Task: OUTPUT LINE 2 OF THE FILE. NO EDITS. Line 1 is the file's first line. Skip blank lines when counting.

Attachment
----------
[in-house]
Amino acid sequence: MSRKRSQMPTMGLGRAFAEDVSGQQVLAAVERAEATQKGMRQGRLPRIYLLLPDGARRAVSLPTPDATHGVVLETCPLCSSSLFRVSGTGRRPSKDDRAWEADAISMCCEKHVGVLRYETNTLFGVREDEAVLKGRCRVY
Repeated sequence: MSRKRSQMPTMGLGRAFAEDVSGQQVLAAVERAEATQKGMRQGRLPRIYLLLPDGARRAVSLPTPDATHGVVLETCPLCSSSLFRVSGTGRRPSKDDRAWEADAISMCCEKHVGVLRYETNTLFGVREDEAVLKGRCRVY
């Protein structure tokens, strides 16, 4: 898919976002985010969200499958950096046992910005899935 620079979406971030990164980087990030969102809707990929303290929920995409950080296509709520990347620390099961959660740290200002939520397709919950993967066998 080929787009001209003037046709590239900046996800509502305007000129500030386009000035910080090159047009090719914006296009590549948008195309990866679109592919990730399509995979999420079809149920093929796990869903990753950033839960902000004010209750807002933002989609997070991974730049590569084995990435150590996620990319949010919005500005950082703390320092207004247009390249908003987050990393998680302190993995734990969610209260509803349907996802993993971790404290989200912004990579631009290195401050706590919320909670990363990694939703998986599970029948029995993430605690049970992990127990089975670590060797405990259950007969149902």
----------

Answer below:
Amino acid sequence: MSRKRSQMPTMGLGRAFAEDVSGQQVLAAVERAEATQKGMRQGRLPRIYLLLPDGARRAVSLPTPDATHGVVLETCPLCSSSLFRVSGTGRRPSKDDRAWEADAISMCCEKHVGVLRYETNTLFGVREDEAVLKGRCRVY